Since the 1990s music manifested itself as a digital commodity. Doing away with its material form (LPs, CDs, cassettes) had major consequences for its storing and sharing. Instead of closets full of vinyl or plastic, music is now stored in as a bunch of 1s and 0s, clustered to be a digital audio file. The MP3 has become nearly synonymous with such digital music files, and the reason for this lies hidden in the human ear.
[ Ryan Patrick Maguire's moDernisT_v1 - the scraps of Tom's Diner ]
MP3 stands for MPEG-1, layer-3. But the MP3 does not stand for the third part, it stands for the third layer of audio coding in the MPEG standard. So, MP3 is really layer 3 of part 3 of the MPEG standard. That is to say, the file we share and store is only a fraction of the initial recording. MP3s are rather small in size, often no bigger than 10mb for a 4 minute song. The file extension was purposely designed this way so that it could be efficiently stored and shared. This manifestation of music meant a copyright nightmare for the record industry because it enabled online piracy. By 2018 the music business still has difficulties coping with the digital audio file.
The process of stripping away audio layers generates quite some “scraps” - musical material cut away from the recording in order to create the final MP3 format. These leftovers are not selected at random, but instead the content of the MP3 is based on a model of the human ear. The data that remains accords to the limits of human hearing, and all that is (nearly) imperceptible is done away with. This includes very high and low frequencies inaudible to humans, but also sounds that would probably be lost through the quality of shitty earplugs.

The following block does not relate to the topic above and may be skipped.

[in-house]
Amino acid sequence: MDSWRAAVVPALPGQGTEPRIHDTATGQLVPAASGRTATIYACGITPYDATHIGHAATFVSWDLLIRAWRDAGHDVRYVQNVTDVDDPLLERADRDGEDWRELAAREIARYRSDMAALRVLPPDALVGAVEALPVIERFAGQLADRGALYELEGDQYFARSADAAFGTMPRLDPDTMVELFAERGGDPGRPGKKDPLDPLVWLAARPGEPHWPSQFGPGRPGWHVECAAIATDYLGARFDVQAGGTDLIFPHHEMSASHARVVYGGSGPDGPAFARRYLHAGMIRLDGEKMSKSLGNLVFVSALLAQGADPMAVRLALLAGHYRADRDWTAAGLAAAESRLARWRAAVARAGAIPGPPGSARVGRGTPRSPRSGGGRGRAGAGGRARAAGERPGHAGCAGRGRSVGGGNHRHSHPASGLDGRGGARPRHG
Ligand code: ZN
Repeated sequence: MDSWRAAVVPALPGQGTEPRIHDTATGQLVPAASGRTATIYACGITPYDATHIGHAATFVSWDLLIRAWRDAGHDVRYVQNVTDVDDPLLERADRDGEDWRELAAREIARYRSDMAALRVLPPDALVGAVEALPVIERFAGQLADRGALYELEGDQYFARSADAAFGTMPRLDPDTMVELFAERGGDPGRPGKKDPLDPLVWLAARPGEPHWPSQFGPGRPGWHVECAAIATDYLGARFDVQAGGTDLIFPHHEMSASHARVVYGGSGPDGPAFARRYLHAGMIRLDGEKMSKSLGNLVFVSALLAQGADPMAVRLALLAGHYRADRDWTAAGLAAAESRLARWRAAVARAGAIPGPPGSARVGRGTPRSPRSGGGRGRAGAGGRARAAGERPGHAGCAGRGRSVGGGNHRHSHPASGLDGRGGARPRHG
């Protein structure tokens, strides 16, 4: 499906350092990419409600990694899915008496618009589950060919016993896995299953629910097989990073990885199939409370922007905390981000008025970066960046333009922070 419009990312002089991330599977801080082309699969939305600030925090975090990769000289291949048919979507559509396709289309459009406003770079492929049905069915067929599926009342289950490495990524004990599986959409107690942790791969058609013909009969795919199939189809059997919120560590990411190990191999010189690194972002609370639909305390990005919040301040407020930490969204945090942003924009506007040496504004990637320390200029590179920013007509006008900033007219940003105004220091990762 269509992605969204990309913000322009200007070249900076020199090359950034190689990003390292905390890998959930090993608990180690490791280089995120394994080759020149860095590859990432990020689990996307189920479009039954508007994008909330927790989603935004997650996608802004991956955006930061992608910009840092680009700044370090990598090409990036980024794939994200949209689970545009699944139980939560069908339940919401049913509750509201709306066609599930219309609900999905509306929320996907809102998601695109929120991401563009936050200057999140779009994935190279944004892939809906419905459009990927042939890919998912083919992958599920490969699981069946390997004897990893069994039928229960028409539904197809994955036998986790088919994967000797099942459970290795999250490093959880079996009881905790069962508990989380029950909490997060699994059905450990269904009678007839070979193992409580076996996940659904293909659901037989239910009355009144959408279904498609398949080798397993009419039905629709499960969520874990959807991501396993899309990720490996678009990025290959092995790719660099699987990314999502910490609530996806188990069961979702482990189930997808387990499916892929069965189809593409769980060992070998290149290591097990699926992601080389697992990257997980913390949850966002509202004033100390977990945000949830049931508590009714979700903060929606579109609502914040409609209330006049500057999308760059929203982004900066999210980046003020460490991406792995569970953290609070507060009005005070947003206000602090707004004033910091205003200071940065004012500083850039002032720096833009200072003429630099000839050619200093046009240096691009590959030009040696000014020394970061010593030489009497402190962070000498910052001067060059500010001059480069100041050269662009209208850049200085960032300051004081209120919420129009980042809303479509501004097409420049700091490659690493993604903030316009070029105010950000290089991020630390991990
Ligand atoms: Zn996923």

One of the first MP3 ever made with Suzanne Vega’s Tom Diner, an absolute 90s classic. If you are curious as to what was lost in the compression process, check out The Ghost in the MP3. This project by Ryan Maguire features the scrap material of the song, alongside the video clip’s residue. Both audio and video are the "ghosts" of their respective compression codecs because they are remnants of what is now the MP3.
Major streaming services like Spotify and Deezer make use of the MP3 format for “medium-quality” streaming too. However, with ever-developing technology and better internet connections, there might still be hope for recordings to remain as intact as possible.
[ more information about The Ghost in the Machine at http://theghostinthemp3.com/ ]
[ further reading: Sterne, Jonathan. "The mp3 as cultural artifact." New media & society 8(5), 2006 ]